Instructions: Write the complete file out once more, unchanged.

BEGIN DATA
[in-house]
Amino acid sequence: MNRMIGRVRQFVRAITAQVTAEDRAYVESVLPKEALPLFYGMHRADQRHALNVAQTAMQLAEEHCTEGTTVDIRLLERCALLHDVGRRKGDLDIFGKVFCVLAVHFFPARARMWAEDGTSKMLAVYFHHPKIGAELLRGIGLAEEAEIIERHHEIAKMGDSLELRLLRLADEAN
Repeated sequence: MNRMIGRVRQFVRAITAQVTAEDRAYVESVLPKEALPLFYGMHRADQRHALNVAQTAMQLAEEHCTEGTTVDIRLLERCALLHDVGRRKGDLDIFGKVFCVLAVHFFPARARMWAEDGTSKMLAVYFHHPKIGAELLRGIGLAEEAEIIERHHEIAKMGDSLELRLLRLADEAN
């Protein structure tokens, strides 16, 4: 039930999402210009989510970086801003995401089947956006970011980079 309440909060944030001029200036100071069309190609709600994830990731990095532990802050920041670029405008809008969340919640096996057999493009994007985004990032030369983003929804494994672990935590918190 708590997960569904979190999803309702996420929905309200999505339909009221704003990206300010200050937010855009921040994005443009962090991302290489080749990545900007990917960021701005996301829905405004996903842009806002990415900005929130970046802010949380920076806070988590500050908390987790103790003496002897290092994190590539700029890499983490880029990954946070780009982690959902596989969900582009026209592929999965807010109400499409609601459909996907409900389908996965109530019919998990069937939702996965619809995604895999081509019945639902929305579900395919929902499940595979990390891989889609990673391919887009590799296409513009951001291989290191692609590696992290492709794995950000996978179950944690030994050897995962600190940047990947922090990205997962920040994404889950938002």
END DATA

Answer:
[in-house]
Amino acid sequence: MNRMIGRVRQFVRAITAQVTAEDRAYVESVLPKEALPLFYGMHRADQRHALNVAQTAMQLAEEHCTEGTTVDIRLLERCALLHDVGRRKGDLDIFGKVFCVLAVHFFPARARMWAEDGTSKMLAVYFHHPKIGAELLRGIGLAEEAEIIERHHEIAKMGDSLELRLLRLADEAN
Repeated sequence: MNRMIGRVRQFVRAITAQVTAEDRAYVESVLPKEALPLFYGMHRADQRHALNVAQTAMQLAEEHCTEGTTVDIRLLERCALLHDVGRRKGDLDIFGKVFCVLAVHFFPARARMWAEDGTSKMLAVYFHHPKIGAELLRGIGLAEEAEIIERHHEIAKMGDSLELRLLRLADEAN
């Protein structure tokens, strides 16, 4: 039930999402210009989510970086801003995401089947956006970011980079 309440909060944030001029200036100071069309190609709600994830990731990095532990802050920041670029405008809008969340919640096996057999493009994007985004990032030369983003929804494994672990935590918190 708590997960569904979190999803309702996420929905309200999505339909009221704003990206300010200050937010855009921040994005443009962090991302290489080749990545900007990917960021701005996301829905405004996903842009806002990415900005929130970046802010949380920076806070988590500050908390987790103790003496002897290092994190590539700029890499983490880029990954946070780009982690959902596989969900582009026209592929999965807010109400499409609601459909996907409900389908996965109530019919998990069937939702996965619809995604895999081509019945639902929305579900395919929902499940595979990390891989889609990673391919887009590799296409513009951001291989290191692609590696992290492709794995950000996978179950944690030994050897995962600190940047990947922090990205997962920040994404889950938002």